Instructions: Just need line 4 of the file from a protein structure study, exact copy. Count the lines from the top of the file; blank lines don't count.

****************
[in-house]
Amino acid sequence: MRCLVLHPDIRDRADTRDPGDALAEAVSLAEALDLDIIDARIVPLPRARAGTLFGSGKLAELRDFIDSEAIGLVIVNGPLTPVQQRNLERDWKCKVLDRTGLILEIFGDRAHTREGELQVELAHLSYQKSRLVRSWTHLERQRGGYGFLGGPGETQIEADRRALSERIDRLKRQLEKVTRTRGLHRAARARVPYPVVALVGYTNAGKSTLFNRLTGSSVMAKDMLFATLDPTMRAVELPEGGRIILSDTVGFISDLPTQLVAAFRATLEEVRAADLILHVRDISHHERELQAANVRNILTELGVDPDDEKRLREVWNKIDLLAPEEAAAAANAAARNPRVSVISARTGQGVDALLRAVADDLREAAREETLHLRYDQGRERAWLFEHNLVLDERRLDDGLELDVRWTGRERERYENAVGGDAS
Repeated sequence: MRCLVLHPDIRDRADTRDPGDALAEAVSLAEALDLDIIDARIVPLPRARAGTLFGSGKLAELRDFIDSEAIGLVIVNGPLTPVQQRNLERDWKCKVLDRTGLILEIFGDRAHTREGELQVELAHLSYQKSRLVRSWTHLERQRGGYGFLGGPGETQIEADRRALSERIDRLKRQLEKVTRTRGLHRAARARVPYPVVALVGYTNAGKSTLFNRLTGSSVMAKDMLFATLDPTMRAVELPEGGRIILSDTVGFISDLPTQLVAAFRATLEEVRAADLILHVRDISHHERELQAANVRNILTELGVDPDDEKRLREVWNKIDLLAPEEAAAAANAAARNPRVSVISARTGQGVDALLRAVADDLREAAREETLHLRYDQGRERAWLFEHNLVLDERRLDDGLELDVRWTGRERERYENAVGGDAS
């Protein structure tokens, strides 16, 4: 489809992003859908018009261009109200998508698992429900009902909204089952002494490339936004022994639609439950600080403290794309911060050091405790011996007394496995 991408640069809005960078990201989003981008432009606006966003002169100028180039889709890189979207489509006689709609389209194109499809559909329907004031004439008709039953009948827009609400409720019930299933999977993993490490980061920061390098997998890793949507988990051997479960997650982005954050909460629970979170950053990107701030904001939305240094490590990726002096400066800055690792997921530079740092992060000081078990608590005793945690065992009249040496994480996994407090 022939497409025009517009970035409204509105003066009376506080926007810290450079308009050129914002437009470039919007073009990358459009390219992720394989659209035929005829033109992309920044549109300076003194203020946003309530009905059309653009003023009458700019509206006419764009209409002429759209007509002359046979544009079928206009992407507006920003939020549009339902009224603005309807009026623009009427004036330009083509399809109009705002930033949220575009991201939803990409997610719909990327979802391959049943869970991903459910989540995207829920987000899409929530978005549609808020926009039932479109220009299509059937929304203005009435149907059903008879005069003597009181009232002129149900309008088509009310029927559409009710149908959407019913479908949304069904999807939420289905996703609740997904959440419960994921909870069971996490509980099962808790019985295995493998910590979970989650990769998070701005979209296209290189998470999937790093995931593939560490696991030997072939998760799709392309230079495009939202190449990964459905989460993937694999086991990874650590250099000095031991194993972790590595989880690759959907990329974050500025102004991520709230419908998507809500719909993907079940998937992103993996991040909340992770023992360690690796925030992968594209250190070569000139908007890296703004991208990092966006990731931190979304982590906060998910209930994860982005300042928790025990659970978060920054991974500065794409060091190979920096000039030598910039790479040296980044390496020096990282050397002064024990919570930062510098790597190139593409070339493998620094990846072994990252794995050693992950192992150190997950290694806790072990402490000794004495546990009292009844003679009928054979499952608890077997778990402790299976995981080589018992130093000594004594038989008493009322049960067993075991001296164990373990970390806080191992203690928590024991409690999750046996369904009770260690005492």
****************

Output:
């Protein structure tokens, strides 16, 4: 489809992003859908018009261009109200998508698992429900009902909204089952002494490339936004022994639609439950600080403290794309911060050091405790011996007394496995 991408640069809005960078990201989003981008432009606006966003002169100028180039889709890189979207489509006689709609389209194109499809559909329907004031004439008709039953009948827009609400409720019930299933999977993993490490980061920061390098997998890793949507988990051997479960997650982005954050909460629970979170950053990107701030904001939305240094490590990726002096400066800055690792997921530079740092992060000081078990608590005793945690065992009249040496994480996994407090 022939497409025009517009970035409204509105003066009376506080926007810290450079308009050129914002437009470039919007073009990358459009390219992720394989659209035929005829033109992309920044549109300076003194203020946003309530009905059309653009003023009458700019509206006419764009209409002429759209007509002359046979544009079928206009992407507006920003939020549009339902009224603005309807009026623009009427004036330009083509399809109009705002930033949220575009991201939803990409997610719909990327979802391959049943869970991903459910989540995207829920987000899409929530978005549609808020926009039932479109220009299509059937929304203005009435149907059903008879005069003597009181009232002129149900309008088509009310029927559409009710149908959407019913479908949304069904999807939420289905996703609740997904959440419960994921909870069971996490509980099962808790019985295995493998910590979970989650990769998070701005979209296209290189998470999937790093995931593939560490696991030997072939998760799709392309230079495009939202190449990964459905989460993937694999086991990874650590250099000095031991194993972790590595989880690759959907990329974050500025102004991520709230419908998507809500719909993907079940998937992103993996991040909340992770023992360690690796925030992968594209250190070569000139908007890296703004991208990092966006990731931190979304982590906060998910209930994860982005300042928790025990659970978060920054991974500065794409060091190979920096000039030598910039790479040296980044390496020096990282050397002064024990919570930062510098790597190139593409070339493998620094990846072994990252794995050693992950192992150190997950290694806790072990402490000794004495546990009292009844003679009928054979499952608890077997778990402790299976995981080589018992130093000594004594038989008493009322049960067993075991001296164990373990970390806080191992203690928590024991409690999750046996369904009770260690005492």